- 5. (a) Graph with batch updates (b) Identification of border, new, and unchanged nodes (c) Scaling on unchanged and border nodes (d) PageRank Computation on border and new nodes Figure 2: Overview of HyPR execution steps. handed off to GPU for ranking. Algorithm 3 demonstrates the partitioning mechanism which is called from Line 1 of Algo- rithm 2. As mentioned earlier, the batch of updates contain an heterogeneous mix of both insert and delete operations which have to be handled uniquely. 1) Insertion: Insertion is more compute intensive than deletion. In Lines 6-22 of Algorithm 3 we depict our insertion mechanism. We first populate Vnew with all the nodes of the batch and process all the elements in Vnew using available CPU threads to successively send the node to the appropriate partition. We first check if the source node of an edge (ui, vi) belongs to the existing partition or not. If it is, then that particular node is put in Vold. For computing the Vborder, we check if the particular node is reachable in G (the existing graph) in a breadth-first manner and has a predecessor in the incoming batch. The intuition behind this is that the Vborder will be the set of nodes that are reachable from the Vnew set of nodes and hence will undergo both scaling and PR computation. So in parallel, all the nodes in Vnew are popped and either classified in Vold or Vborder. The remaining ones in Vnew are the ones which are the entirely new set of nodes that have come in Bi whose new PR values needs to be computed. 2) Deletion: Deletion is much simpler than insertion and hence less compute intensive. In case of deletion, the Vnew set will be NULL, and the only nodes that will be involved are the Vold and Vborder sets. As we can see from Lines 23-33 of Algorithm 3, if the update type oi is delete, then we remove the nodes involved from Vold which is containing the nodes of the original graph. These will require a newer set of PR computations on the Vnew nodes that will be handled during the PR update step in Algorithm 2. Additionally, the removals will induce a newer set of Vborder nodes for which, we will see if any of the reachable successors or predecessors of the removed nodes are present. Such nodes will be pushed into Vborder. D. Scaling the old nodes The pre-processing step essentially allows us to perform data parallel scaling and PR computations on the individual partitions. As discussed earlier, the primary idea behind HyPR is the localization of the set of nodes that will be affected by the new batch of updates. As we can now see from Lines 6-11 in Algorithm 2, we call a GPU kernel to scale the nodes of the Vold partition using the Equation 5 discussed in Section II-B. We can now achieve full GPU bandwidth saturation as |Vold| number of threads can be spawned to scale all the nodes in parallel. It is critical to note here that in the hybrid implementation, there will be intermediate transfers that will be necessary which will not require the entire G (which is basically V nodes from G initially) to be copied every time. Rather, the original graph G is copied to GPU before the batch processing starts and is augmented with Vnew after every batch is processed. As we can see in Lines 9-11 of Algorithm 2, the scaling operation is performed accordingly on the Vborder nodes as well. Scaling of the nodes in the GPU is required for all the Vold and Vborder set of nodes. The actual scaling operation is a O(1) operation which makes it most suitable for a massively parallel implementation on the GPUs. Threads equal to the number of nodes involved in the scaling process (Vold or Vborder) are spawned on the GPU for executing the scaling kernels in an SIMT manner. E. Page Rank Update The PR update of the Vnew and Vborder nodes are now a much lighter computation owing to the partitions. As with the standard parallel PR implementation shown in Algorithm 1, the power iterations for computing the PR scores continue until the scores converge to an error threshold γ (set to 10−10 ). However, since the Vborder set undergoes a step of scaling before the PR update step, the number of iterations required for the scores to converge will be much lower than the case of computing from scratch. So, during the PR update step for Vborder, and Vnew, as shown in Lines 12-17 of Algorithm 2, we call the parallelPR() of Algorithm 1. For the Vnew nodes, the computation is trivial since the number of nodes are low as it contains only the new nodes being added from a new batch. The Vborder nodes, although much bigger in size than the Vnew set, will also call parallelPR(). However, they will converge much quicker since, they have undergone a step of scaling previously. For the deletions, the PR update will be required only for the Vold set and the Vborder set of nodes. As we can see from Lines 19-26 in Algorithm 2, the same PR update process will V-batch? ?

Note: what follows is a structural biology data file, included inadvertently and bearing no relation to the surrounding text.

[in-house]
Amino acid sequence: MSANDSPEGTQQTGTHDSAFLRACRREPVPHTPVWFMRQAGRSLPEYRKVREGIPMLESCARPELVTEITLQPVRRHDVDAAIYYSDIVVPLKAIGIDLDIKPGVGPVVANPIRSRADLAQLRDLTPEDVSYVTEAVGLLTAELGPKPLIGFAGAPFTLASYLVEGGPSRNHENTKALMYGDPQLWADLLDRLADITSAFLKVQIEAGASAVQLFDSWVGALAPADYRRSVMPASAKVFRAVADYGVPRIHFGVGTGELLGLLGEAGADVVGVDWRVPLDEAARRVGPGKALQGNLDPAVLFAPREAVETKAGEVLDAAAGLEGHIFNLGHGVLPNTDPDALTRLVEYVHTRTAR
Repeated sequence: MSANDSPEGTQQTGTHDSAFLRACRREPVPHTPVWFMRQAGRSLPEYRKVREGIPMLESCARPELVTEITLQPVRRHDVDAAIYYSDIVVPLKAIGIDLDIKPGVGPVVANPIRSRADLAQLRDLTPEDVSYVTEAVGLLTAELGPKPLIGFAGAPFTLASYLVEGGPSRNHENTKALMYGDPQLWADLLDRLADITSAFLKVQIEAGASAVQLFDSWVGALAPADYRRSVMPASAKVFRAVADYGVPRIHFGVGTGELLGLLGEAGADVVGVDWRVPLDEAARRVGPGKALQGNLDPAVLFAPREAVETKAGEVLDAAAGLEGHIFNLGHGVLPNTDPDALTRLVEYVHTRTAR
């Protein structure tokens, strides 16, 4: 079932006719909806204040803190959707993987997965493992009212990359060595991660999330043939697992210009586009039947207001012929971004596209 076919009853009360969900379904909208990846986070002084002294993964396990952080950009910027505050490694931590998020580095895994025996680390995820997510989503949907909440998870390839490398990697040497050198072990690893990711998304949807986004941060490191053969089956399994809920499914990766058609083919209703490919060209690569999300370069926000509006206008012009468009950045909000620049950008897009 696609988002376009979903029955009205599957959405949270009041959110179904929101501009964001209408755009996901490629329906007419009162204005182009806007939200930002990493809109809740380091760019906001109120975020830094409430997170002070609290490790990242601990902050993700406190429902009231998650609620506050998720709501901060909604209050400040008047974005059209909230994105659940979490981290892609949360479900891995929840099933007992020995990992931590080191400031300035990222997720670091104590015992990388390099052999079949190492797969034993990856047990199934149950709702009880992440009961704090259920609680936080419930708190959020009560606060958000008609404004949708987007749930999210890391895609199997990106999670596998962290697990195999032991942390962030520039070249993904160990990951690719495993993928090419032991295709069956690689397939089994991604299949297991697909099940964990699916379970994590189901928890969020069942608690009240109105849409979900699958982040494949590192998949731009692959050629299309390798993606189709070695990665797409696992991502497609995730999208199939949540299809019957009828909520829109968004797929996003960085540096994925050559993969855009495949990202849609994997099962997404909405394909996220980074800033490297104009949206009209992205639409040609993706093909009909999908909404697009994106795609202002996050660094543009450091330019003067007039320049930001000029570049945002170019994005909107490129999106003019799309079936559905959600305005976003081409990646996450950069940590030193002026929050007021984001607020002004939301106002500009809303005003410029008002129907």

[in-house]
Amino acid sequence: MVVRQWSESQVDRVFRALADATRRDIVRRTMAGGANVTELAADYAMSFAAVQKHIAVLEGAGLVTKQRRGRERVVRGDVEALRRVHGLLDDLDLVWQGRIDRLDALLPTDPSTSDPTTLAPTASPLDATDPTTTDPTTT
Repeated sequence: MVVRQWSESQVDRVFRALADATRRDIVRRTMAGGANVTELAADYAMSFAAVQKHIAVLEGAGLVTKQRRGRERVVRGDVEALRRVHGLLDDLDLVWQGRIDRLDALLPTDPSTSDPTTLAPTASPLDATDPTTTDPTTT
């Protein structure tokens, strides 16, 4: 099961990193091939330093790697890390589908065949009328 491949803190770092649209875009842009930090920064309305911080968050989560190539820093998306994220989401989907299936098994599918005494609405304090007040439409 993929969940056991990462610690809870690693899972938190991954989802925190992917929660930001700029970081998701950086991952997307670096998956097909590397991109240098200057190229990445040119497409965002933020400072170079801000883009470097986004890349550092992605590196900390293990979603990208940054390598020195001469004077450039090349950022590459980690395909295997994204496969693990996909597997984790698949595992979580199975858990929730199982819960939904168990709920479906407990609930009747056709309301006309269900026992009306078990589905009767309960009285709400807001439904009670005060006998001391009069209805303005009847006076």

- 6. Algorithm 2: HyPR: Hybrid Page Ranking on G with incremental Batches Bi Require: Scratch graph G and k number of batches in B represented by (ti, ui, vi, wi, oi), PageRank vector dest,outdegree of each node in outdeg, incoming neighbors of every node in InV. Ensure: Rank of the nodes in vector dest {Phase 1: Pre-processing phase} 1: CPU::Partition the incoming batches based on insertion and deletion 2: (Vold, Vborder, Vnew)=createPartition(G,B) 3: CPU:: Queue Vold, Vborder, Vnew for async transfer to GPU {Phase 2: PR update} 4: INSERTION: Generate threads equal to number of Vborder, Vnew 5: if (oi==insert) then 6: for ∀u ∈ Vold in parallel do 7: GPU:: dest[u] = |V |∗dest[u] |Vold| {Scaling} 8: end for 9: for ∀x ∈ Vborder in parallel do 10: GPU:: dest[x] = |V |∗dest[u] |Vborder| {Scaling} 11: end for 12: for ∀z ∈ Vborder in parallel do 13: GPU:: dest[z]=parallelPR(Vborder,outdeg,InV [z]) 14: end for 15: for ∀y ∈ Vnew in parallel do 16: GPU :: dest[y]=parallelPR(Vnew,outdeg,InV [y]) 17: end for 18: end if 19: DELETION: Generate threads equal to number of Vold and Vborder 20: if oi==delete then 21: for ∀u ∈ Vborder in parallel do 22: GPU :: dest[y]=parallelPR(Vborder,outdeg,InV [u]) {PR Update} 23: end for 24: for ∀v ∈ Vold in parallel do 25: GPU:: dest[v] = |V |∗dest[u] |Vold| {Scaling} 26: end for 27: end if be applied first for the Vborder set. The Vold set will simply undergo a step of scaling similar to the case of insertions. F. CUDA+OpenMP implementation We can observe a snapshot of the overlapped execution model in Figure 4. The target performance critically depends on creating the perfect balance of computations that are oc- curring on the CPU and the GPU. The CPU is responsible for creating the partitions, and transferring them to the GPU. The GPU on the other hand is responsible for performing the three kernel operations of scaling, and two PR update operations. To achieve that, we make use of the synchronous CUDA kernel Algorithm 3: createPartition(G,B) Require: Graph G and k number of batches in Bi represented by bi ∈ (ti, ui, vi, wi, oi) where oi denotes insert or delete Ensure: Vold, Vnew, Vborder 1: CPU :: Generate threads using OpenMP 2: Initialize Vold, Vnew, Vborder = φ, Vtemp = φ 3: Push ∀(u, v) ∈ batch to Vnew 4: Push ∀u ∈ G to Vold 5: for ∀bi ∈ B in parallel : do 6: if (oi==insert) then 7: while (Vnew! = NULL) do 8: Pop element x ∈ Vnew 9: if (x ∈ Vtemp) then 10: Continue 11: end if 12: Push x to Vtemp 13: for every successor y of x ∈ G do 14: Push y to Vtemp 15: end for 16: end while 17: for ∀z ∈ Vtemp do 18: for ∀ predecessors li ∈ bi do 19: Push li into Vborder 20: end for 21: end for 22: end if 23: if (oi==delete) then 24: for ∀u, v ∈ bi do 25: Choose u and v from Vold 26: end for 27: for ∀y successor of (u, v) ∈ do 28: Push y into Vborder 29: end for 30: for ∀y, predecessor of (u, v) ∈ do 31: Push y into Vborder 32: end for 33: end if 34: end for 35: return Vold,Vnew,Vborder calls, asynchronous transfers, and CUDA streams to orches- trate the entire execution model. For creating the partitions, we utilize CPU threads created using the OpenMP library. We create threads equal to the number of processing cores that are available. It is natural to understand, that the batch sizes will be much bigger than the number of threads. We use standard blocking of the batches for each of the threads to handle. Despite large batches, this provides good performance due to the fact that the partitioning operation in itself are simple in nature and does not involve too much CPU intensive oper- ations. Additionally, the partitioning is a irregular operation which the CPU is much better at handling in comparison to the GPU. CUDA streams are created before the start of the